I bring her folded laundry with a pronouncement "This is for the undeserving."
She is only kind of listening, which is what I get these days. "This. Your laundry. Delivered."
Oh thanks, she says, as if the valet has brought it in. Which, from a certain point of view, I suppose she has.
And then she looks up at me and tilts her head, "undeserving?"
"Yes. Because you and I both know that this laundry is the same laundry I washed the last time. The same clean laundry that you never wore. I have placed it, just like the last time, folded, on a shelf, where it will stay until you see something you want to wear. You will pull that thing out of the middle, just like a bad game of Jenga, and the other clothes will fall to the floor where they will live in random patterns until someone, probably me, either picks them up and puts them somewhere, or, more likely, washes them again. I'm convinced that there are clothes in here that have never been worn, but have been washed a dozen or more times."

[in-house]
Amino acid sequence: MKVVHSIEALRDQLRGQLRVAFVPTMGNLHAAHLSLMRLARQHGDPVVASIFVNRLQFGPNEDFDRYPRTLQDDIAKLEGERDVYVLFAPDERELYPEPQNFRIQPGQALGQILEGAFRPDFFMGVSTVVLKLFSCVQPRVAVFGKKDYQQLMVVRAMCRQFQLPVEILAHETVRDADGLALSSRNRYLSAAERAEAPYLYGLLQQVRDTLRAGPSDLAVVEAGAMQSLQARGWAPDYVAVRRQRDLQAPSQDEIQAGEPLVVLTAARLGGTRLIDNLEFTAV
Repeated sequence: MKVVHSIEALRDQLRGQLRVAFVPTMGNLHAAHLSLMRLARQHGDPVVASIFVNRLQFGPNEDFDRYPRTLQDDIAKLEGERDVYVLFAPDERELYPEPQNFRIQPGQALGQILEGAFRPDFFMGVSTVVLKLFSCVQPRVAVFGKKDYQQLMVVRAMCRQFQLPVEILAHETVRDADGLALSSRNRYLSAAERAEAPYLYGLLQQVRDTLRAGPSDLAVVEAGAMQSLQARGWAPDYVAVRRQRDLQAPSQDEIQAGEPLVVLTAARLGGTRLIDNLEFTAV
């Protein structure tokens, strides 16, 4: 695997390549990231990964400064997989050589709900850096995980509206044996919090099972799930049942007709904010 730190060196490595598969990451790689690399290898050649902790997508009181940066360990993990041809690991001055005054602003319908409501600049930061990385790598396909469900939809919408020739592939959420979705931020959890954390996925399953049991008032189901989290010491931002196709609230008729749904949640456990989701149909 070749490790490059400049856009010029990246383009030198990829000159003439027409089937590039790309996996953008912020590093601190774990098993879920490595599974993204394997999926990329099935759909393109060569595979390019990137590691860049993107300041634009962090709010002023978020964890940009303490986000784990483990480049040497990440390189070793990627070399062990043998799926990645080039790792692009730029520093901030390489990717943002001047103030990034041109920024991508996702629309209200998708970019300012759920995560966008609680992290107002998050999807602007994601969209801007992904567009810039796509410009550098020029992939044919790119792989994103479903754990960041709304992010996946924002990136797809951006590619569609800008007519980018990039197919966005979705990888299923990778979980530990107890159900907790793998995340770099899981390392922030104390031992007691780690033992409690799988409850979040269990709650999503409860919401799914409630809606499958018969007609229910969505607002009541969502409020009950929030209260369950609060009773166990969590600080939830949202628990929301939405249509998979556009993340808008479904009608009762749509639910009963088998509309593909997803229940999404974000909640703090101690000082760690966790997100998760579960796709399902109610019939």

And yes, for the record I really do talk like that. No, I can't believe it either. I hardly recognize myself sometimes.
She nods and says "Oh." She feels bad for about 2.5 seconds. And then she goes back to her homework/music video/chat window.
The answer of course, is to stop doing her laundry (really, their laundry, the 8-year old also gets an equally undeserving pass). I know this.
The definition of insanity reminds me that what I'm doing is both nutty and enabling but I can't help myself. There is a finite amount of time during which I can tiptoe (trip) stumble (kick) around the clothes on the floor. Tick tock. Tick tock. Then all of a sudden, BRRRRRRRRING! and I'm off to the laundry. Sorting by color, by clothing type. Picking up wrinkled clothes, that, were they not on the floor (where the dog is) would be perfectly suitable for wearing.
I don’t know from where I inherited this 1950s cleanliness is next to godliness attitude (I'm not particularly godly, so why can't I give up the whole idea?) and it's not really working out for me. It would be one thing if the chore was somehow therapeutic and I felt better after doing it. But it's not. It's just a chore and it's on my list.
I'm not even a neat freak. I can live with messy rooms (mostly). I can live with a dog that sheds and a miniature compost bin in the kitchen. But messy children in dirty clothes presses some kind of "what will the neighbors think" button that I normally don't react to.
The rule is still this: the person who cares the most will both give in first and bear the brunt of the chore. And that person is still me.